DIY Spray Deck

I just bought an alpacka of a fellow, never been used, but has no spray deck. I understand that it can be mailed back to the company to have a deck put on. However, has anyone fabricated their own spray deck and if so care to share the details? If not, any suggestions on attempting this?


Yep , I’ve done 3, the first 2 out of silinylon which wasn’t strong enough, and the latest out of heavier fabric, which gas been good. Email me at and I’ll send some piccies. I thunk there was a thread on this forum a year or two back where I posted a piccy as well - I’ll see if I can find it.

I’ve found the posts about fitting spray decks, and the piccies of mine - they are under “general discussion”/ “retrofitting a spray deck” on Jan 19 2010.


Although this thread is almost a year old, I think it’s better to reuse this than start a new one to confuse users.

I bought my Alpacka half a year ago and without spay deck since I didn’t think I would be using it for whitewater. Well, oops. Sending the boat back for retrofit would cost $200 + freight + toll + VAT (≈300€ = bad idea) so I started engineering my own deck.

Note to Alpacka: I’m fully aware that this will void my warranty =)

If you wish to see what parts I ordered for the project, check the list here:
Note: The store takes international orders

The deck is going to be constructed of two separate parts for bow and stern. The building material is really heavy duty 220g/m^2 PU-coated diamond-pattern -ripstop nylon. Feels a bit like overkill but at least it should’t rip too easily. And it’s orange! <3

The sides of the front part will have zippers and the bow will be secured with 50mm velcro strap. I was going to use zipper for that as well but I couldn’t find one of suitable length. The back part will be permanently glued to the boat and I will use a 4mm rubber lace to secure the whole thing around myself. Front and back parts will be attached to each other with velcro as well.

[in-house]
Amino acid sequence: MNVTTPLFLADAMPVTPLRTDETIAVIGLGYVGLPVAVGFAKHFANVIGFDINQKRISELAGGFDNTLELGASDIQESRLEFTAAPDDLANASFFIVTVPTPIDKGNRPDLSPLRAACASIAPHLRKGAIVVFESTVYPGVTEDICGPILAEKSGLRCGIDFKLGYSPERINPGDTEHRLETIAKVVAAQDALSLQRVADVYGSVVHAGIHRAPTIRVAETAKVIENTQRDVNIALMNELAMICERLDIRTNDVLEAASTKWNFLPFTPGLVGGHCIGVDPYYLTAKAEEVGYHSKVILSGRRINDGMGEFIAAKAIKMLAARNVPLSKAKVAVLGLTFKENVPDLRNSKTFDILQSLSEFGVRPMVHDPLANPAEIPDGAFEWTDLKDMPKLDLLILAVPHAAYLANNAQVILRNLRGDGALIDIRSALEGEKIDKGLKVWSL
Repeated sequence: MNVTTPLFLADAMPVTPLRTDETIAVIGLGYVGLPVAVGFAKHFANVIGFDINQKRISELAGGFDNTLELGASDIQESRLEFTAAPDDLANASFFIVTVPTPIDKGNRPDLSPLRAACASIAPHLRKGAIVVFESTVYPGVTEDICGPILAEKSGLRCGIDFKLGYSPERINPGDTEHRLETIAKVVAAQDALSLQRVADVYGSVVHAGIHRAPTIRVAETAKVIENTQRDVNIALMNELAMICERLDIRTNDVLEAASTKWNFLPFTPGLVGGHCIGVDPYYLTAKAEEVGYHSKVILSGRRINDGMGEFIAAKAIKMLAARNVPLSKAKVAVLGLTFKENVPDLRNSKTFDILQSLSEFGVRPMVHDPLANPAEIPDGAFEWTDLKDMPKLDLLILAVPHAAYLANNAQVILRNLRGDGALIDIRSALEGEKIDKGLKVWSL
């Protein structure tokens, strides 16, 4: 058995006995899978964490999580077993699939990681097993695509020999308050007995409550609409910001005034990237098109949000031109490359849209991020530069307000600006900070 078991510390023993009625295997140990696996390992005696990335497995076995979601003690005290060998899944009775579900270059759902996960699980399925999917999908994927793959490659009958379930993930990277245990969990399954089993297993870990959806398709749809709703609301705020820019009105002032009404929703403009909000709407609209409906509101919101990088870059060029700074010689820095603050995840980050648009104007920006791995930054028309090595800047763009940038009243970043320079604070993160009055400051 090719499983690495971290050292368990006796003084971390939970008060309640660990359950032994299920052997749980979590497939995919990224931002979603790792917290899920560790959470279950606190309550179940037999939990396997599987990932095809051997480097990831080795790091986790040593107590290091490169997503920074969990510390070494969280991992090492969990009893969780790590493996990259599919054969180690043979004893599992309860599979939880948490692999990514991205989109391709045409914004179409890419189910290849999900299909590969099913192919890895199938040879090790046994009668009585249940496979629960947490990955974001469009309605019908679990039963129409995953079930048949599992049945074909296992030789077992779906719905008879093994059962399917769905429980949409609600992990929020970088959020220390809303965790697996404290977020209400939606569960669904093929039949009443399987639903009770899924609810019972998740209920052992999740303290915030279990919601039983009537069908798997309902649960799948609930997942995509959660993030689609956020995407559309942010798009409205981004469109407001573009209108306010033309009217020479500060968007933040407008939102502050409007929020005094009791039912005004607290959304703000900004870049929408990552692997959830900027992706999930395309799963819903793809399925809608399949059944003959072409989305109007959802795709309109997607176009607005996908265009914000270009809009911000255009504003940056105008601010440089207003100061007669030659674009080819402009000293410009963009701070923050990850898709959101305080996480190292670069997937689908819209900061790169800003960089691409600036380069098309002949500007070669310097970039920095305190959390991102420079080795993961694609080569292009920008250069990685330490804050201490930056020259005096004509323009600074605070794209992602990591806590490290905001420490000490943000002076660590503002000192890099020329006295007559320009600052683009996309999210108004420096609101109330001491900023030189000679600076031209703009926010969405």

This is the current situation. The project continues and I will update you with more details soon =)

(click to enlarge)

If you wish to hear more of this, just ask =)

Here’s a close-up of bow velcro strap and one of the side zippers. The gluing of front part should be done today.

(click to enlarge)

Gluing was successful!

Here’s the frame of front part

Here’s the front part attached

Here’s the almost ready back part. When it’s completed all that remains to be done is gluing it to the boat.


Thank you for your photos! I was going to start on my project this month. Like you, I was never going to use the packraft on whitewater.

^You’re welcome =)

If you wish to see some of the details, just ask

Here’s the final gluing of the back part. Now I’ll just have to wait until it dries.

I’ll try to summarize the whole project after I’ve sealed the seams and tested this beauty!

EDIT: Testing will have to wait until rivers melt here in the frozen north =)

It was fun trying to fit a spray deck:

Worked pretty well, but the fabric/velcro that ran vertically along the waist tube needed a taper to it, as it is a tight fit at the lower end. I’d also like an entirely removable deck for some situations, and an opening at the front to allow easy egress of water .


I’d like to note that the this spray deck I made turned out to be extremely dangerous. I’m lucky to be alive. I tore the whole thing off and disposed it.

Glad to hear that you are safe.